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Ghairat BahirBookmark and Share



Nationality: Afghan
Date of birth: unknown
Place of birth: unknown

Capture: Islamabad, Pakistan, 29 October 2002
Captured alongside: Gul Rahman
SSCI prisoner number: 37

Entered CIA custody: 9 December 2002 – 31 December 2002
Period of CIA custody: 510-519 days
Left CIA custody: 2 May 2004 – 2 June 2004

Detained: Pakistan, Afghanistan

Current status: released, May 2008

Ghairat Bahir is an Afghan national who was captured alongside Gul Rahman and three others in a joint US-Pakistani operation in Islamabad on 29 October 2002. In an interview given to the Mail on Sunday, Bahir says that he was “cuffed, shackled, made to wear blacked-out goggles, headphones and a hood.” He was then held somewhere near Islamabad for several weeks before being “stripped, shackled, internally searched and flown to Afghanistan.”Analysis by The Rendition Project and the Bureau of Investigative Journalism has established that he was transferred into CIA custody at some point between 9 December 2002 – 31 December 2002. According to calculations published by the SSCI, he was held by the CIA for around 16-17 months (510-519 days). According to Bahir, speaking to Associated Press, during this time he was “left naked, sleeping on the barren concrete.” He would be tied to a chair and sat upon, and hung from the ceiling, naked, for hours on end. He was given a bucket for a toilet, and the guards concealed their identity with masks and carried torches. At some point between 2 May 2004 and 2 June 2004 Bahir was transferred out of CIA custody. He was taken to a jail controlled by the Northern Alliance, before being moved to Bagram Airbase in the summer of 2004.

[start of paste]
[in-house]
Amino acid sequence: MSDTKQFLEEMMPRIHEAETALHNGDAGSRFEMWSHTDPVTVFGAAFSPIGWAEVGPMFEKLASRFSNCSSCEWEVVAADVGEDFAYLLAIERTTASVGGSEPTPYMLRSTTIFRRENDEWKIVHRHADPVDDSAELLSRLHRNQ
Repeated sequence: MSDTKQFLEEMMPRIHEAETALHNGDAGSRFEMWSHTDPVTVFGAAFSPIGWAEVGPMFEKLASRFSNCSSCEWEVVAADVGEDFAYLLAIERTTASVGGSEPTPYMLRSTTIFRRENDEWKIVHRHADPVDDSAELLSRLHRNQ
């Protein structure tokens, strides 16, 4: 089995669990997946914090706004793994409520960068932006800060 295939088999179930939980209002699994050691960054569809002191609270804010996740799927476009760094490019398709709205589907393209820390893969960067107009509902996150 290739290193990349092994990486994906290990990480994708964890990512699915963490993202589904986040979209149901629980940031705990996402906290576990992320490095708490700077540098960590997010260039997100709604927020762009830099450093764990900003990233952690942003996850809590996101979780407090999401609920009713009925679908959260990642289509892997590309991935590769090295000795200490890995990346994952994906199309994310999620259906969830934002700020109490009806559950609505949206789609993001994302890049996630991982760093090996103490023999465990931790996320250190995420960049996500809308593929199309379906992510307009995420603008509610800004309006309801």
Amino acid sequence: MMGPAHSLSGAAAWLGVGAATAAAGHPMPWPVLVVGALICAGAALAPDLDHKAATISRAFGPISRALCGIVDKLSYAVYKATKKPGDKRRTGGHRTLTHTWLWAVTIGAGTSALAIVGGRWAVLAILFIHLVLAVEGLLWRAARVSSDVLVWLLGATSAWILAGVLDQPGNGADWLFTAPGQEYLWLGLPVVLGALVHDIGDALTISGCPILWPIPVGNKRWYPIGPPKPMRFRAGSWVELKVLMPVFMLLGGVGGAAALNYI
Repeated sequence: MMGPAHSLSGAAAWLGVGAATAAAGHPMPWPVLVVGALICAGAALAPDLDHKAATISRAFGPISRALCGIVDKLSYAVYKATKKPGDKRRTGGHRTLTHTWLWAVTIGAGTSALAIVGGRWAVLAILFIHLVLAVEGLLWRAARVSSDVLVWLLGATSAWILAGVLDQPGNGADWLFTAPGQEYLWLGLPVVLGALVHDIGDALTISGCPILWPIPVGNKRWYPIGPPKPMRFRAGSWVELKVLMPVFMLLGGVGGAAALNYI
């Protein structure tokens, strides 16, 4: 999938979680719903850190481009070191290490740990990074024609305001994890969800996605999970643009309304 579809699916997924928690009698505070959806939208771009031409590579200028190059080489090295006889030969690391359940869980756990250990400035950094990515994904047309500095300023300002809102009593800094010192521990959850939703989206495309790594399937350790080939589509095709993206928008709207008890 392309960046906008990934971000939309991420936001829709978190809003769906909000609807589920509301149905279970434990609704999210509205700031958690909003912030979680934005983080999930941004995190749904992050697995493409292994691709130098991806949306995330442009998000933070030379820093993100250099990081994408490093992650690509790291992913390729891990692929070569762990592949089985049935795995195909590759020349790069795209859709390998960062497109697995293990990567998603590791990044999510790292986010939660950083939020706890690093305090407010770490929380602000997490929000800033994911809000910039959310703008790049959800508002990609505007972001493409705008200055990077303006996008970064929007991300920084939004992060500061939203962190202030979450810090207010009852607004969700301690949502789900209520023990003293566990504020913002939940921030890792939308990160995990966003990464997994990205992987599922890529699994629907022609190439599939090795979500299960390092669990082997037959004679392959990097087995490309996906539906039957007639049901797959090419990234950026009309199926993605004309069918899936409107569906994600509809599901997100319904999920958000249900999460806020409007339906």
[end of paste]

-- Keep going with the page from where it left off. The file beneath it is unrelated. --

Whilst in Bagram, Bahir was held in a cell 1m x 2m large, shackled, wearing goggles, and with no toilet. He was forced to soil himself, and interrogated most days. After two months of solitary confinement, he was moved to one of the standard cells at Bagram, which held 16-18 prisoners who he says had been rendered from Thailand, Dubai, Karachi and Somalia.

Bahir was eventually released in May 2008.



SSCI, Committee Study of the Central Intelligence Agency’s Detention and Interrogation Program , 9 December 2014

Adam Goldman and Kathy Gannon, “Death Shed Light on CIA ‘Salt-Pit’ Near Kabul,” Associated Press, 28 March 2010

David Rose, “Why Bagram is Guantanamo’s evil twin and Britain’s dirty secret,” Daily Mail, 9 December 2010





Rendition Research Team - © University of Kent
University of Westminster University of Kent E.S.R.C